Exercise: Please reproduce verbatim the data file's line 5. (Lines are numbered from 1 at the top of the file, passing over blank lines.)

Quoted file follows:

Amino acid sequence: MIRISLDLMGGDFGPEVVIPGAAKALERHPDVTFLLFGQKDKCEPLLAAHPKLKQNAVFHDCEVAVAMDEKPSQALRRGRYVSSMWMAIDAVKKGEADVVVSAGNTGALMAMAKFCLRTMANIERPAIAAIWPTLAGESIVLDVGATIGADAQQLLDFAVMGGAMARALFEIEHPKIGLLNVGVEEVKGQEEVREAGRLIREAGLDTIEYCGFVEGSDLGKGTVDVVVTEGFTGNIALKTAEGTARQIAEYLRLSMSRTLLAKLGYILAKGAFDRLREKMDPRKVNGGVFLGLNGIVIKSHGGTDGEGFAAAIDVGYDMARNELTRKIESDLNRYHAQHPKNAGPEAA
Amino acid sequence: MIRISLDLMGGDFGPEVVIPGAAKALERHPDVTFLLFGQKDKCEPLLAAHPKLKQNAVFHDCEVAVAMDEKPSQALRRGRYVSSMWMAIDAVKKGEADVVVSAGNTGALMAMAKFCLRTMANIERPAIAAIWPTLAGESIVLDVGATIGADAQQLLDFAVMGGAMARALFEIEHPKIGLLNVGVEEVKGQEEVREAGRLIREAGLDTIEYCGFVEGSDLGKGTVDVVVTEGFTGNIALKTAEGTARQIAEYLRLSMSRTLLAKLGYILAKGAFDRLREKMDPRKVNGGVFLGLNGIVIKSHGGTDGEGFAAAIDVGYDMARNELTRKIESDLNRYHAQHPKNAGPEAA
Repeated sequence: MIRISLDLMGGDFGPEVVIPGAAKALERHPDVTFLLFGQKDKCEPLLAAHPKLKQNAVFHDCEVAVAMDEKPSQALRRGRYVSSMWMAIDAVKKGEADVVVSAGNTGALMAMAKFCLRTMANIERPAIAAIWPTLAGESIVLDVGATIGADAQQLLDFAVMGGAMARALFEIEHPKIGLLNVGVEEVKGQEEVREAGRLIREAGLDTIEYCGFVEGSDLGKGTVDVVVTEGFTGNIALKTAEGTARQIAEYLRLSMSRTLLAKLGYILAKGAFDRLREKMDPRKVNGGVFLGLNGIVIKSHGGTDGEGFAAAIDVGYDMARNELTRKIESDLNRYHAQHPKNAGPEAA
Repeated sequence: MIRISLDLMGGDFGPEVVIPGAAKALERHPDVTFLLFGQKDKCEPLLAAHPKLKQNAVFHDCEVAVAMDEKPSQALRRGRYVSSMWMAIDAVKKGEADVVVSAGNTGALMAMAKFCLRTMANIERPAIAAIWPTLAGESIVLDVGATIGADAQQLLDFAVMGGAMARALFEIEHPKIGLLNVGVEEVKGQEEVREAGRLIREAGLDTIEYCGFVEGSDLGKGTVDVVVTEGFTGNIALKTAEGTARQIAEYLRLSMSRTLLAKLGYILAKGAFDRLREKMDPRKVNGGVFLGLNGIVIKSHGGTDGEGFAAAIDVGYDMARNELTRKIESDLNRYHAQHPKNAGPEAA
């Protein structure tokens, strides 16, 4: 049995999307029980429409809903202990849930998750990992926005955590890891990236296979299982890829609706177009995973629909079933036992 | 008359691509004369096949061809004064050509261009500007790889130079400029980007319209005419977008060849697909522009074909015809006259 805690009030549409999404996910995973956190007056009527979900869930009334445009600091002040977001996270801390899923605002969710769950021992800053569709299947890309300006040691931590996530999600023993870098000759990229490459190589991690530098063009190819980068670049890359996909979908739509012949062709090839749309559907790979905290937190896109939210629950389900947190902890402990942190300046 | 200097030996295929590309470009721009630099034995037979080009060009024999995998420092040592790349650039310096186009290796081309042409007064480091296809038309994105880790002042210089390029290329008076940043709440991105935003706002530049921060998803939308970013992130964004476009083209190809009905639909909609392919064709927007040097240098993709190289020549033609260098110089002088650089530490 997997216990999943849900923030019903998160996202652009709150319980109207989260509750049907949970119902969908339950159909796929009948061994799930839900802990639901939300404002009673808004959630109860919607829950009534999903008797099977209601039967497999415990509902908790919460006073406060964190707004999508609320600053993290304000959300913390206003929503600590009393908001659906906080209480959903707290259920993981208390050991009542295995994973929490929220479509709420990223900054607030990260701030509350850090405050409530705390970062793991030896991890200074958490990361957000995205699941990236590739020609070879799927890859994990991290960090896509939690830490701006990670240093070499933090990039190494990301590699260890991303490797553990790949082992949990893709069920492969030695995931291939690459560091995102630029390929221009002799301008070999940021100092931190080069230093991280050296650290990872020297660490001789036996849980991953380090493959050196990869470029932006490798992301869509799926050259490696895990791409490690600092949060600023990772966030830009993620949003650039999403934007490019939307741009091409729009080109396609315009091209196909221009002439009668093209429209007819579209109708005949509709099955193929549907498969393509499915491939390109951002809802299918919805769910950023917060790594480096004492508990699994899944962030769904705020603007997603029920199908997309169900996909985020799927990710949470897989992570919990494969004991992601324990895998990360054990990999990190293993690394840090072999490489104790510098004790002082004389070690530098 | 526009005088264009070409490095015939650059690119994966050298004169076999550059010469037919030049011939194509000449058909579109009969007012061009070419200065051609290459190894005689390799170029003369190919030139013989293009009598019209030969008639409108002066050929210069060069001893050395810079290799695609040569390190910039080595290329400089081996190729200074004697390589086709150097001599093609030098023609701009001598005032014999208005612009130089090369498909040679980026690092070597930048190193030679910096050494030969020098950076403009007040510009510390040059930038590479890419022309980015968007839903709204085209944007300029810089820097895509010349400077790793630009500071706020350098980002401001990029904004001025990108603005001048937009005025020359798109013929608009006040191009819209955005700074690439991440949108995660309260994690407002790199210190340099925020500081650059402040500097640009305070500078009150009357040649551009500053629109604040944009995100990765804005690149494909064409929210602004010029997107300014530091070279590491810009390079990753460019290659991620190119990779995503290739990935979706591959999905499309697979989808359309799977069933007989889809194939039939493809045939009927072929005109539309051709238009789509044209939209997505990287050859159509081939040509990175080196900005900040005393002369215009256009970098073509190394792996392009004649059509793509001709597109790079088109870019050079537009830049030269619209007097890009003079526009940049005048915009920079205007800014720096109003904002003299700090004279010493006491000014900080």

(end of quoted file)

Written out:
């Protein structure tokens, strides 16, 4: 049995999307029980429409809903202990849930998750990992926005955590890891990236296979299982890829609706177009995973629909079933036992 | 008359691509004369096949061809004064050509261009500007790889130079400029980007319209005419977008060849697909522009074909015809006259 805690009030549409999404996910995973956190007056009527979900869930009334445009600091002040977001996270801390899923605002969710769950021992800053569709299947890309300006040691931590996530999600023993870098000759990229490459190589991690530098063009190819980068670049890359996909979908739509012949062709090839749309559907790979905290937190896109939210629950389900947190902890402990942190300046 | 200097030996295929590309470009721009630099034995037979080009060009024999995998420092040592790349650039310096186009290796081309042409007064480091296809038309994105880790002042210089390029290329008076940043709440991105935003706002530049921060998803939308970013992130964004476009083209190809009905639909909609392919064709927007040097240098993709190289020549033609260098110089002088650089530490 997997216990999943849900923030019903998160996202652009709150319980109207989260509750049907949970119902969908339950159909796929009948061994799930839900802990639901939300404002009673808004959630109860919607829950009534999903008797099977209601039967497999415990509902908790919460006073406060964190707004999508609320600053993290304000959300913390206003929503600590009393908001659906906080209480959903707290259920993981208390050991009542295995994973929490929220479509709420990223900054607030990260701030509350850090405050409530705390970062793991030896991890200074958490990361957000995205699941990236590739020609070879799927890859994990991290960090896509939690830490701006990670240093070499933090990039190494990301590699260890991303490797553990790949082992949990893709069920492969030695995931291939690459560091995102630029390929221009002799301008070999940021100092931190080069230093991280050296650290990872020297660490001789036996849980991953380090493959050196990869470029932006490798992301869509799926050259490696895990791409490690600092949060600023990772966030830009993620949003650039999403934007490019939307741009091409729009080109396609315009091209196909221009002439009668093209429209007819579209109708005949509709099955193929549907498969393509499915491939390109951002809802299918919805769910950023917060790594480096004492508990699994899944962030769904705020603007997603029920199908997309169900996909985020799927990710949470897989992570919990494969004991992601324990895998990360054990990999990190293993690394840090072999490489104790510098004790002082004389070690530098 | 526009005088264009070409490095015939650059690119994966050298004169076999550059010469037919030049011939194509000449058909579109009969007012061009070419200065051609290459190894005689390799170029003369190919030139013989293009009598019209030969008639409108002066050929210069060069001893050395810079290799695609040569390190910039080595290329400089081996190729200074004697390589086709150097001599093609030098023609701009001598005032014999208005612009130089090369498909040679980026690092070597930048190193030679910096050494030969020098950076403009007040510009510390040059930038590479890419022309980015968007839903709204085209944007300029810089820097895509010349400077790793630009500071706020350098980002401001990029904004001025990108603005001048937009005025020359798109013929608009006040191009819209955005700074690439991440949108995660309260994690407002790199210190340099925020500081650059402040500097640009305070500078009150009357040649551009500053629109604040944009995100990765804005690149494909064409929210602004010029997107300014530091070279590491810009390079990753460019290659991620190119990779995503290739990935979706591959999905499309697979989808359309799977069933007989889809194939039939493809045939009927072929005109539309051709238009789509044209939209997505990287050859159509081939040509990175080196900005900040005393002369215009256009970098073509190394792996392009004649059509793509001709597109790079088109870019050079537009830049030269619209007097890009003079526009940049005048915009920079205007800014720096109003904002003299700090004279010493006491000014900080």